Selecting a Writing Topic

August 23rd, 2013

Question-MC900441902So, you’ve finally decided that you will begin to write professionally. Although you prefer to stay in the background, you’ve given in to the suggestions and prodding from close friends and family members who know you best. They’ve been reading your material for years as they offered you encouragement to use your gift. You’ve denied it or run from it for as long as you can. You decide to answer the call of your heart and inner and outer prodding and have decided to write!

You would think that committing to writing would be the most difficult step. In some instances, this is the most difficult step. Some writers can come up with an idea and like magic; their fingers glide across the keyboard and don’t stop until they have a finished product. I can identify with that writer sometimes.

Most often, I can identify with the writer who stares at the blank document or blank screen willing my fingers into action. I’ve yet to figure out why all of the data in my head does not connect with my fingertips.

Here are some steps that help me to select a writing topic:

  • Take a walk. – Walking is therapeutic. It’s relaxing. It can clear the cobwebs in the head. Walking also takes you away from the frustrating task of finding a topic.

*While walking, look around at your surroundings. What do you see? Could anything that you’re looking at right now become a writing topic or the topic of your next book?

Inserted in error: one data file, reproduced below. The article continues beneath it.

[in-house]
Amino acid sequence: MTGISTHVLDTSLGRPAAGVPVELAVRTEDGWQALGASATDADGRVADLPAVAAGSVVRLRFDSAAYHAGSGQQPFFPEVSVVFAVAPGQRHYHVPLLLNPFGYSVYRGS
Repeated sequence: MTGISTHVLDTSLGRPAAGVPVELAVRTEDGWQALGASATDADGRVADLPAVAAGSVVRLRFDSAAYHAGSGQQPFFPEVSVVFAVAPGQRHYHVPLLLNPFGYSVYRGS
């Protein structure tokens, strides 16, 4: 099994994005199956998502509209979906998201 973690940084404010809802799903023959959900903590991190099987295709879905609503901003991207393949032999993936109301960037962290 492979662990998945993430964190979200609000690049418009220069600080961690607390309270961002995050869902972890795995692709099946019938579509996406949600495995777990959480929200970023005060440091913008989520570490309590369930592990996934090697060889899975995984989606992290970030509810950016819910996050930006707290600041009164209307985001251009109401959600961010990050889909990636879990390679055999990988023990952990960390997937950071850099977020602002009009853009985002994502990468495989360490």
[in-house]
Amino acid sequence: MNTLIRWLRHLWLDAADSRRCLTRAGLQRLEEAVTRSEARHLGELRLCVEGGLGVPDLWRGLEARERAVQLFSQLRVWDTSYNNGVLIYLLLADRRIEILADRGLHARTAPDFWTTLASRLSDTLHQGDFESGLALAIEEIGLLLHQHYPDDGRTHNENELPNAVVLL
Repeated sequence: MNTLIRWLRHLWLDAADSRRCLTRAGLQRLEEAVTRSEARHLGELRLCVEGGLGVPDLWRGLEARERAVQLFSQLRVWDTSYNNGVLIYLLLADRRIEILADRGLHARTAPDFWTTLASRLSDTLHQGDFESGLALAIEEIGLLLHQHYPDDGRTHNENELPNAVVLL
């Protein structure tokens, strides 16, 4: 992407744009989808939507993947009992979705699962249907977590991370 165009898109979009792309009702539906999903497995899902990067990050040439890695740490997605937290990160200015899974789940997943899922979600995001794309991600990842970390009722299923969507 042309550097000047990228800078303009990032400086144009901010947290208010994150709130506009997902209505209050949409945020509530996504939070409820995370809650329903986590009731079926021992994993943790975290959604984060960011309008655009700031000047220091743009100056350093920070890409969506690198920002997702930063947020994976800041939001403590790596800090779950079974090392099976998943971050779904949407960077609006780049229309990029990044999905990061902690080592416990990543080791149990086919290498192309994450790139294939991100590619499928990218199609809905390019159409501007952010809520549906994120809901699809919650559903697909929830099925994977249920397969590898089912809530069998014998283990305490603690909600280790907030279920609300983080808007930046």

*You don’t want to or can’t walk outside? Walk around your home. Look at family photos. Is there a family member that you would like to write about? What about last year’s vacation? You are literally surrounded by writing topics.

  • Read a book. – Is there a topic that you’re interested in, but you need more information so that you can write about it? Good writers are generally good readers first.
  • Read your emails. – I have hundreds of emails – many of which I am not interested in reading at the time. I file those emails in a folder that I visit on a regular basis. Some of those emails will be used as writing topics.
  • Read a magazine. – I subscribe to several magazines simply to scan them for possible articles.
  • Remember when? – Many of us enjoy talking about the good ole days. Many also enjoy reading about those days. Take a trip down memory lane and write about it.

Selecting a topic can often be the most frustrating step in the writing process. Can you think of any other places to find and develop your writing topics? I would love to hear from you. In the meantime, Happy Writing!

Lorraine Castle is a virtual assistant who works with authors, coaches, trainers, attorneys, and speakers to get speaking engagements, write their books, publish their books, and market their books. Contact Lorraine for a free consultation to find out what she can do to help you develop your gift.

You can download Lorraine’s free eBook “Turn Writing Your Book Into a Marketing Success” here.

Written by Lorraine Castle ©2013